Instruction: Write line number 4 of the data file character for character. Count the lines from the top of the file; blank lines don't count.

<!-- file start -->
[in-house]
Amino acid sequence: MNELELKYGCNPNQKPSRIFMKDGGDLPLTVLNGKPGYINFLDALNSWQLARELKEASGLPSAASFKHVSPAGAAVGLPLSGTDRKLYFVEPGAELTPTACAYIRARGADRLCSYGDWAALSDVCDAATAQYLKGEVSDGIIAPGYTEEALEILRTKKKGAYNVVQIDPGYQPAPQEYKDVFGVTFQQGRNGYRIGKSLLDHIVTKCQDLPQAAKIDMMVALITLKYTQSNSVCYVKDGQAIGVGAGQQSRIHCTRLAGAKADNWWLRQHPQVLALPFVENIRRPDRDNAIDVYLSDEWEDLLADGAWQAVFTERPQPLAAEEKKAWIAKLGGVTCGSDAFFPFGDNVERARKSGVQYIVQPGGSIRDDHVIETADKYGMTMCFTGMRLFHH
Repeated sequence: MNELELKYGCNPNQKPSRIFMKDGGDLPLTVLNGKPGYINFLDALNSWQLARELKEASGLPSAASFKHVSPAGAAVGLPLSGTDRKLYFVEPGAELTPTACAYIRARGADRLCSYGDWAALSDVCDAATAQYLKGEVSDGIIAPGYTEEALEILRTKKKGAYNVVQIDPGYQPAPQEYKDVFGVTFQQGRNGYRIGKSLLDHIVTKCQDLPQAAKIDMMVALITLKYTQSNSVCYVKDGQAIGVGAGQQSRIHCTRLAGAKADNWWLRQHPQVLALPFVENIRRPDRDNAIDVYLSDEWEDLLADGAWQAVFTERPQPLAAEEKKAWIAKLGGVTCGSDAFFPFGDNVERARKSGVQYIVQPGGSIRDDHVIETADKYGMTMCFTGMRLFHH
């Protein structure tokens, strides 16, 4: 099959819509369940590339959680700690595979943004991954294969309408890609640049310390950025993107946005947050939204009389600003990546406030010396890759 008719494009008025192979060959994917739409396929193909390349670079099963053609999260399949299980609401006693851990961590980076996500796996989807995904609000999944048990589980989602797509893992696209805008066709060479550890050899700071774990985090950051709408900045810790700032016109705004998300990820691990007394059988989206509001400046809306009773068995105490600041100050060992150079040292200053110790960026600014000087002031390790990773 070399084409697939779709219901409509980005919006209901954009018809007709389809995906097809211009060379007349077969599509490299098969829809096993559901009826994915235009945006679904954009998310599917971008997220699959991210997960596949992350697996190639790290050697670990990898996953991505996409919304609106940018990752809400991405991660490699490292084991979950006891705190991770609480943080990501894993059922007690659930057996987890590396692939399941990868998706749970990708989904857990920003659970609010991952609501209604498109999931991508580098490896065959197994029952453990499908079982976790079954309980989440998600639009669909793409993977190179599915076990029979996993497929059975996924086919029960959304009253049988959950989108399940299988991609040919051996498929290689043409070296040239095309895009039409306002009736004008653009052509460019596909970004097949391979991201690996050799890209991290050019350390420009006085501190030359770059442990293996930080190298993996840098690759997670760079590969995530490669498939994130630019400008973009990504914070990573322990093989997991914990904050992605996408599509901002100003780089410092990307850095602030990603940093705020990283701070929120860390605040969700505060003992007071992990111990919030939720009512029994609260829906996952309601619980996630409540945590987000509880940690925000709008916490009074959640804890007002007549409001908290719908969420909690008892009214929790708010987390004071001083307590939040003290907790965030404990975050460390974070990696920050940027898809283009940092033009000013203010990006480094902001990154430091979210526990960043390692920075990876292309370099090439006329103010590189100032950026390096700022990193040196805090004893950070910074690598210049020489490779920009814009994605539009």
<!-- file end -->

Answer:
């Protein structure tokens, strides 16, 4: 099959819509369940590339959680700690595979943004991954294969309408890609640049310390950025993107946005947050939204009389600003990546406030010396890759 008719494009008025192979060959994917739409396929193909390349670079099963053609999260399949299980609401006693851990961590980076996500796996989807995904609000999944048990589980989602797509893992696209805008066709060479550890050899700071774990985090950051709408900045810790700032016109705004998300990820691990007394059988989206509001400046809306009773068995105490600041100050060992150079040292200053110790960026600014000087002031390790990773 070399084409697939779709219901409509980005919006209901954009018809007709389809995906097809211009060379007349077969599509490299098969829809096993559901009826994915235009945006679904954009998310599917971008997220699959991210997960596949992350697996190639790290050697670990990898996953991505996409919304609106940018990752809400991405991660490699490292084991979950006891705190991770609480943080990501894993059922007690659930057996987890590396692939399941990868998706749970990708989904857990920003659970609010991952609501209604498109999931991508580098490896065959197994029952453990499908079982976790079954309980989440998600639009669909793409993977190179599915076990029979996993497929059975996924086919029960959304009253049988959950989108399940299988991609040919051996498929290689043409070296040239095309895009039409306002009736004008653009052509460019596909970004097949391979991201690996050799890209991290050019350390420009006085501190030359770059442990293996930080190298993996840098690759997670760079590969995530490669498939994130630019400008973009990504914070990573322990093989997991914990904050992605996408599509901002100003780089410092990307850095602030990603940093705020990283701070929120860390605040969700505060003992007071992990111990919030939720009512029994609260829906996952309601619980996630409540945590987000509880940690925000709008916490009074959640804890007002007549409001908290719908969420909690008892009214929790708010987390004071001083307590939040003290907790965030404990975050460390974070990696920050940027898809283009940092033009000013203010990006480094902001990154430091979210526990960043390692920075990876292309370099090439006329103010590189100032950026390096700022990193040196805090004893950070910074690598210049020489490779920009814009994605539009």